Thanks for the input, Novox. Early and I have had a brief volley of posts about this and I remain concerned that the One will require more "user input" for good photos than just - point and shoot. Personally, I am not a photo fiddler, but I do like decent photos and need a good camera on my next phone for work reasons. I am undecided now between the One and the GS4. I have been reading reviews in both forums looking for clues to push me one way or the other. Boom sound... that one is hard to beat, but reviewers are saying the GS4 is nearly as good. What? Really? How is that with a single rear-facing speaker? But all we have to go on here in the US is the professional and some personal reviews for both of these phones. My long winded point is that the professional reviewers are really giving the GS4 high marks in the camera department. So my question to you photo experts is this. Even though I get both you and Early's point about the ability to get good shots with lower pixels, is it more user friendly and easier to get a better "all around" set of photos if the pixels are high like the GS4's 13 megapixels? I am sure others are wondering about this as well. ;)
  11. EarlyMon

    EarlyMon The PearlyMon Moderator

    Megapixels has nothing to do with it.
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  12. Hadron

    Hadron Well-Known Member Contributor

    It will also depend on where you shoot. If the S4 is like the S3 (not seen enough to know yet) then the One will take usable pictures in lighting conditions the S4 won't take anything in. Remember that "low light" is an imprecise term, and a bar at night will be a lot lower light than say GSMArena's "low light" test.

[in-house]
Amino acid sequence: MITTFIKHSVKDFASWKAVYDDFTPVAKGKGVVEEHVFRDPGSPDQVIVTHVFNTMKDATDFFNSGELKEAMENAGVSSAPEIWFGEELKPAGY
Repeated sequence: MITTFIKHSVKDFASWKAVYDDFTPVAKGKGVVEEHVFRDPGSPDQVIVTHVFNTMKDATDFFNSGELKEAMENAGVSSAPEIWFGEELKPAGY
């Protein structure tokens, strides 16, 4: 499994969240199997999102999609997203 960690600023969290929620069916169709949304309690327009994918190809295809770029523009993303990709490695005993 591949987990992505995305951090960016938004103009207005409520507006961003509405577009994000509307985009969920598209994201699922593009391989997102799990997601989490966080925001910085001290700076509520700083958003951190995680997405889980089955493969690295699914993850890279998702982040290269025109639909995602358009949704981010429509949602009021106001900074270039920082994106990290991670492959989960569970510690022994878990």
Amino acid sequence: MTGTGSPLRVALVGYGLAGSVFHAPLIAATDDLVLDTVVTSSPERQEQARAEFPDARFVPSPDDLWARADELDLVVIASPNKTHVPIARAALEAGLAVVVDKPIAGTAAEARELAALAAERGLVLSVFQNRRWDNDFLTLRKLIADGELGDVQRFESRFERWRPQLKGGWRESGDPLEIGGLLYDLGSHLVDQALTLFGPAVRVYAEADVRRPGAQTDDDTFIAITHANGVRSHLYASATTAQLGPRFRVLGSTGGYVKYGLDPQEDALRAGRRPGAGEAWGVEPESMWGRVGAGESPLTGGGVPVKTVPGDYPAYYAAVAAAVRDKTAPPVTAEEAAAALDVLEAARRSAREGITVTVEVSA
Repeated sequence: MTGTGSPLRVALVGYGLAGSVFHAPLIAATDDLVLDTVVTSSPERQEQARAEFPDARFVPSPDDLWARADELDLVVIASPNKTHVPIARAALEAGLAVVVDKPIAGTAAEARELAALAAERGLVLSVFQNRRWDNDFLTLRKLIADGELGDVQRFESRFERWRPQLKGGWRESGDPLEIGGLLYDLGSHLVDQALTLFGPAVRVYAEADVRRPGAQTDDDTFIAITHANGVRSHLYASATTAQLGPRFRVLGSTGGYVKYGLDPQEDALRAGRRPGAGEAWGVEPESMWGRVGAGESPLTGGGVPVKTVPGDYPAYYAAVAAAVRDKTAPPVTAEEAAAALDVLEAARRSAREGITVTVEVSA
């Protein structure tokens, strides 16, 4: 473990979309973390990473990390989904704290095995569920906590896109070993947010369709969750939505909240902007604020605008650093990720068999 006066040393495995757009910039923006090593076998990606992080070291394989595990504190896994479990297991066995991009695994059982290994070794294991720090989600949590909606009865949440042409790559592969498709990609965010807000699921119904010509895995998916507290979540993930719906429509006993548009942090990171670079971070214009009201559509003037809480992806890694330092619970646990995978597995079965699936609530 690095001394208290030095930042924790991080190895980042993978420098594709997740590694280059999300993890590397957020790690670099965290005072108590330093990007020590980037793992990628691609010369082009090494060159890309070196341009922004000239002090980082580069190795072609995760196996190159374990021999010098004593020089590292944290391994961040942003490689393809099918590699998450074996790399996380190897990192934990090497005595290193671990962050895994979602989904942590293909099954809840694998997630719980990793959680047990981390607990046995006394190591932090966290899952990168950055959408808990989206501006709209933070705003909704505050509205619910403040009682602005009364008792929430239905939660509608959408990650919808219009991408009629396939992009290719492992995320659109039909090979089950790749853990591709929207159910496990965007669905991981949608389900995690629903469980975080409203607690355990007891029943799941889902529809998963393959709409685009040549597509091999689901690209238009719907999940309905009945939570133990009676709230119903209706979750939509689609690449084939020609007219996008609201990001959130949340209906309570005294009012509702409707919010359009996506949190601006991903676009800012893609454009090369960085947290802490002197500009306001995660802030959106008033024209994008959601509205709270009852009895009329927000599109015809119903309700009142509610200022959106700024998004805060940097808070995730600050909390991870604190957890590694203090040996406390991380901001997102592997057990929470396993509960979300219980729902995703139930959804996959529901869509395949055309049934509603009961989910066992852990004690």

Whether this matters at all depends on the individual.
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  13. Scootmien

    Scootmien Well-Known Member Contributor

    I'm posting this here too. I posted it in another thread as I was specifically asked a question but it is more relevant in this thread.

    Honestly, for my uses, the camera on the One is absolutely fine in comparison to the iPhone. I've found a number of uses for the extra functionality and the low light is way better on the One than the iPhone. I can't really see much difference between the two to the naked eye. I'm pleased as Punch.

    iPhone 5 picture using standard settings. No zoom, no alterations.


    HTC One picture using standard settings as above. No zoom, no alterations.